Kazakhstan Marks 130 Years of Toraigyrov, Poet of Enlightenment

ASTANA – Kazakhstan commemorates the 130th birthday of eminent poet and writer Sultanmakhmud Toraigyrov on Oct. 28. His life and works have been devoted to educating the Kazakh people and liberating them from socio-political and spiritual oppression.

Sultanmakhmud Toraigyrov

Born in 1893 in the Pavlodar Region to a cattle breeder’s family, Toraigyrov received first literacy lessons from his father and then studied with the village mullah. The mullah’s harsh treatment and punishment for writing poems formed the basis for his negative attitude towards religious education.

From his first poems, which were written in approximately 1907, his voice was distinct and clear.  There was a negative tone, one of detachment from the outdated system of education with a hint of social critique. Since then, the aspiration for modern education became the major purpose of his life and art.

That sense is broadly on display in poem after poem, all of them emphasizing the importance of education and the role he could play in that transformation, as in the 1917 poem “Thoughts of a Student,” where he aspires to be the bright sun that dispels the darkness of ignorance:

To the dark Kazakh sky,

I would climb and be the sun!

To the blue of the darkness,

Who will I be if not the sun? (author’s loose translation).

“The attempt to comprehend the place of the individual in the grandiose, cosmic scale is a phenomenon that has no analogs in Kazakh poetry of the past. The lyrical hero of Toraigyrov’s poetry feels himself as a part of the eternal, inexhaustible, fiery matter. It is not by chance that the favorite image of the poet is the image of fire, perceived by him as a symbol of warmth and light,” wrote researcher Murat Auezov about Toraigyrov’s poetry.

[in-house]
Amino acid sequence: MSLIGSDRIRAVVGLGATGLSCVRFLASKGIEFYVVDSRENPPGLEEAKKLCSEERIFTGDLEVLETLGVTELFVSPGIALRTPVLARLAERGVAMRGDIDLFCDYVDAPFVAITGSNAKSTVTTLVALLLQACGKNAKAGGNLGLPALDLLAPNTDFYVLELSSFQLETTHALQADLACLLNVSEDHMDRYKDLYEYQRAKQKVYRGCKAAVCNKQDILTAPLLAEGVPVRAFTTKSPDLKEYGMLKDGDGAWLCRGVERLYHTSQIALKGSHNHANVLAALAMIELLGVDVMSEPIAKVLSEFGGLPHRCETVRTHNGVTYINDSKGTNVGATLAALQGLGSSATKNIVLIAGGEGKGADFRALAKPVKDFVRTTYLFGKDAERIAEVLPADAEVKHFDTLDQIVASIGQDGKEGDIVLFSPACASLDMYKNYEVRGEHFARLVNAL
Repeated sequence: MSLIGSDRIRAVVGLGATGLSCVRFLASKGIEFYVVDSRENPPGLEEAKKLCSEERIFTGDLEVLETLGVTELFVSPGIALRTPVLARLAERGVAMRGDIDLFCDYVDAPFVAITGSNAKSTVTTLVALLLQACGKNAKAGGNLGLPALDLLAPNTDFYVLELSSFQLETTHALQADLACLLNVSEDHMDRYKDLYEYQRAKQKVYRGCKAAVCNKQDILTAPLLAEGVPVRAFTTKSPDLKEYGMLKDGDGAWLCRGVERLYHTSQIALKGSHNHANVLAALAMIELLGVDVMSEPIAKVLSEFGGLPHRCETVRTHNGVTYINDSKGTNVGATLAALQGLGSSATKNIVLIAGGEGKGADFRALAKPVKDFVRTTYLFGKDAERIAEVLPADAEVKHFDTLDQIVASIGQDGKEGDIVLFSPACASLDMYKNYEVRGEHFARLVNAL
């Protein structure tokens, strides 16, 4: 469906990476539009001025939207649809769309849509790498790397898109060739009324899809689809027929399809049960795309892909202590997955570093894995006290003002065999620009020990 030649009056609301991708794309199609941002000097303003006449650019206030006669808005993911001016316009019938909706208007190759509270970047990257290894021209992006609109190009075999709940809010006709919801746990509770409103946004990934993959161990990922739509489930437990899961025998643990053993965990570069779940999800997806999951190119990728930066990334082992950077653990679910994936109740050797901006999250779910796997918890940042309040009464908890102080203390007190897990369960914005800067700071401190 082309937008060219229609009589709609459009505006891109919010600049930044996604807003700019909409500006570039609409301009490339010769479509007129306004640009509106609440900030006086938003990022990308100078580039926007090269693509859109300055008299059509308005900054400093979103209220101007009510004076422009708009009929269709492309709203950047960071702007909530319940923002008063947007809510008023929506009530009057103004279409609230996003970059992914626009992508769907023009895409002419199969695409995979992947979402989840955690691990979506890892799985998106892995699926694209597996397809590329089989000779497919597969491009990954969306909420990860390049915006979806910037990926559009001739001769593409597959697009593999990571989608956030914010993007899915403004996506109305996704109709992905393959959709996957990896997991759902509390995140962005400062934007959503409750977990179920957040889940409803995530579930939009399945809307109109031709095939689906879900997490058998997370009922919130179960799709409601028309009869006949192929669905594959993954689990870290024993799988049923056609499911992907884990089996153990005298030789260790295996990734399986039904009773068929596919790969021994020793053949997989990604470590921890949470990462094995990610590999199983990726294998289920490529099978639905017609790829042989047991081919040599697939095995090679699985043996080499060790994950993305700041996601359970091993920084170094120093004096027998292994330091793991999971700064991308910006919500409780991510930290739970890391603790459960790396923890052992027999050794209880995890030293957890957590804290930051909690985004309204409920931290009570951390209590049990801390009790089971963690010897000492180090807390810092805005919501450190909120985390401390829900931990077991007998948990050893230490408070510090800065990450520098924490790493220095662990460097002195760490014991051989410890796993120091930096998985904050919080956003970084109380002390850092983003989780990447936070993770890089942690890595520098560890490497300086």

Toraigyrov Mausoleum in the Pavlodar Region. Photo credit: Yakov Fedorov/wikedia.org

He always aspired to receive an education in the Russian language, which led him to Troitsk, a town in the Russian Chelyabinsk region near the Kazakh border, in 1912. There, Toraigyrov studied the works of Abai and familiarized himself with the works of Russian poets and writers such as Aleksandr Pushkin, Mikhail Lermontov, and Ivan Krylov. Soon, he was able to read their works in the original.

In 1913, Toraigyrov’s health deteriorated due to deprivation and hunger, and he succumbed to tuberculosis, prompting him to pause his education and relocate to the village where he worked as a teacher. During that time, he contributed to the Aikap magazine, where he later published his poems and essays.

Toraigyrov was primarily a poet, but he also wrote novels. In 1914, Toraigyrov wrote his first novel, “Kamar Sulu” (Beautiful Kamar), one of the most significant works of the pre-revolutionary period Kazakh literature.

Many of Toraigyrov’s novels impress with their passion and rhythmic prose. They have a distinct national flavor due to colorful epithets and comparisons, sayings, and proverbs taken from oral poetry.

The poet died young, aged 27, from tuberculosis. Nevertheless, he left a rich legacy. Overall, he wrote six collections of poems, dozens of short stories, and two novels.

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